Maria Roberts explains why she bypassed writing about the experience of domestic violence, to craft a play about two women pulling themselves together after their escape
To be honest I probably fit into that ‘pramface’ category: the antithesis of a yummy mummy. I got pregnant at 19. My son’s father has served time in prison. I often have greasy hair. I live on a council estate. I’m a single mum. I have a low income. I hid in a women’s refuge. Sometimes I drink too much and sometimes I smoke. We holiday in Wales. I always look exhausted.
I also have five A-levels, a BA (Hons) degree in English and Spanish from the University of Manchester, an MA in Creative Writing, I’m taking a post-graduate course in Pedagological Studies, I freelance as a theatre critic and arts journalist and I’m managing editor of a diversity arts quarterly. I am 29, I look 23, (on a good day 19) and have a nine year-old boy. In the scheme of things I’m not sure where I fit in.
To be honest, I think I have an inferiority complex.
When I first met my son’s father he was 20 and I was 19, his mother was dying and he spent his afternoons in the pub with his dad. Not drunk or rowdy, but motionless as he awaited the inevitable bad news. I worked behind the bar. I wore plastic flowers in my hair: a big white daisy, or a bright yellow sunflower and smiled at him in some vain bid for him to smile back. He rewarded me with the odd 20p tip when he bought a round of drinks. It was 1997, the year Diana died. It was 10 years ago this summer. Peculiar almost, that this August my first full length play will premiere at the Edinburgh Fringe, based in part on my experiences in a women’s refuge. Based in part on the vicious abuse I was subjected to by him. The play, Coitophobia, has been nominated for an Amnesty International Freedom of Expression Award.
I was not one of these brave women who took the abuser to court and secured a conviction. I was too scared. I backed off. I wanted to just get on with my life. Finish my degree. Get a job. I was petrified. In many ways, I still am. The play opens old wounds. He isn’t the kind of man to listen quietly and walk away. The last time we sat on the sofa and talked he had dragged me by my hair, down the stairs and strangled me repeatedly for hours. He was crying because he wanted to kill me, this is what he said. But I’m still here.
But that’s by the by now. I shan’t go into the horror of it all. There are plenty of horror stories out there. Just pick up Bella or Best.
I knew I wanted to write about domestic violence but I didn’t want to write about the graphic details. We’ve seen all that before in Eastenders and The Woman Who Walked into Doors. I don’t think I am undermining those works by saying that 30 years ago domestic violence was an abuse kept behind doors, only recently has it become a criminal offence. Writers in all their guises have brought the subject out into the open: TV, novels, magazines and the stage have all documented domestic violence, which is commendable. I just knew I didn’t want to present domestic violence in that way. I didn’t want to show scenes where a woman is beaten. My concern, as a woman and a writer, is that wounds can become fetishized. There are women behind those scars, not just sensational stories and pictures of broken bones. Battered women had a life before the trauma and they go on to have a much better life after it. I know this from the women I met in the refuge and who I see from place to place.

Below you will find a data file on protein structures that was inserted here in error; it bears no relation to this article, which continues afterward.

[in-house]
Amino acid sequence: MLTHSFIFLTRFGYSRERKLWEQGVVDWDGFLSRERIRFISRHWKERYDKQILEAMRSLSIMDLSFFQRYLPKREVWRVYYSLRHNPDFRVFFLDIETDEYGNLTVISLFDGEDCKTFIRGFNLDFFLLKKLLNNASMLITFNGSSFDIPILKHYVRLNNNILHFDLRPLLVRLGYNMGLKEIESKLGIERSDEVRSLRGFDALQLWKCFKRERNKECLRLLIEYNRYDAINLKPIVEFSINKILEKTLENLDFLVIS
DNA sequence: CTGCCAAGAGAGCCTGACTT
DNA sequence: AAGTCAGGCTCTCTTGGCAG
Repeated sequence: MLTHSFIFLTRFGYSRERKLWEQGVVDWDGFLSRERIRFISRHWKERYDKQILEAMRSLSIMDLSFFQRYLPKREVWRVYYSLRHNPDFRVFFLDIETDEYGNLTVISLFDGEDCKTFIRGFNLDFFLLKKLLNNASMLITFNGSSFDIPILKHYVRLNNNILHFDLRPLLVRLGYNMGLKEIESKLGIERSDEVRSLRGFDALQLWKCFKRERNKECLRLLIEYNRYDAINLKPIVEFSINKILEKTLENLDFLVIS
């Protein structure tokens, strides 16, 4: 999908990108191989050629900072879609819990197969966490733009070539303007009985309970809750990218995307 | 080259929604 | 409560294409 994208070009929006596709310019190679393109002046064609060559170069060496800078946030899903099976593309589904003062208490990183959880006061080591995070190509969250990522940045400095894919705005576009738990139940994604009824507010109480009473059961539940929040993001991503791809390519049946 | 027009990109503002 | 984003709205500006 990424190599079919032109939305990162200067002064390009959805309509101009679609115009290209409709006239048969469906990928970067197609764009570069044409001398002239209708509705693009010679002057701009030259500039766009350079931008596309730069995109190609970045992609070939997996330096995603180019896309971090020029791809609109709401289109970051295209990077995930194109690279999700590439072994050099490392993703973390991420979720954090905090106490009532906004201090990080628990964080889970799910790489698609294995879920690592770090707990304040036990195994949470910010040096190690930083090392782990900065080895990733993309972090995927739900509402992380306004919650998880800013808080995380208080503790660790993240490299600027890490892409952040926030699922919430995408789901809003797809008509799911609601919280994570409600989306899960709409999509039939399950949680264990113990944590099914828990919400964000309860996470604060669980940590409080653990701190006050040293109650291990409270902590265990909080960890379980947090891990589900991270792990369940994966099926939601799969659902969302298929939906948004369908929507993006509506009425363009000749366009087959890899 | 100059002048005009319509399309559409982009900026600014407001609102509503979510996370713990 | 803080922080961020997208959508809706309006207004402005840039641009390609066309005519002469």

I wanted to document this ‘afterlife’. So Coitophobia spans 10 years and follows the story of Gemma and Katie, best friends and mothers who met in a women’s refuge and want to get on with their lives: they remarry, they have careers, their children grow into adults and make bad choices of their own. I wanted to create a bigger picture. I wanted to raise discussions about what happens to women following abuse. How does it affect their sense of self? Their identity? Their health and sexuality? I thought about how years of fear had affected me (I went a little crazy at one point) and thought how generations of women in other parts of the world, like the Congo, have no choice but to live in a persistent state of what we call post-traumatic stress disorder, but for them must simply be hell. As I wrote the play this was at the back of my mind, but it never quite worked its way explicitly into the writing. My next play will look at how sex is used as a weapon in war. It will look at the situation in Darfur, but be set in the UK.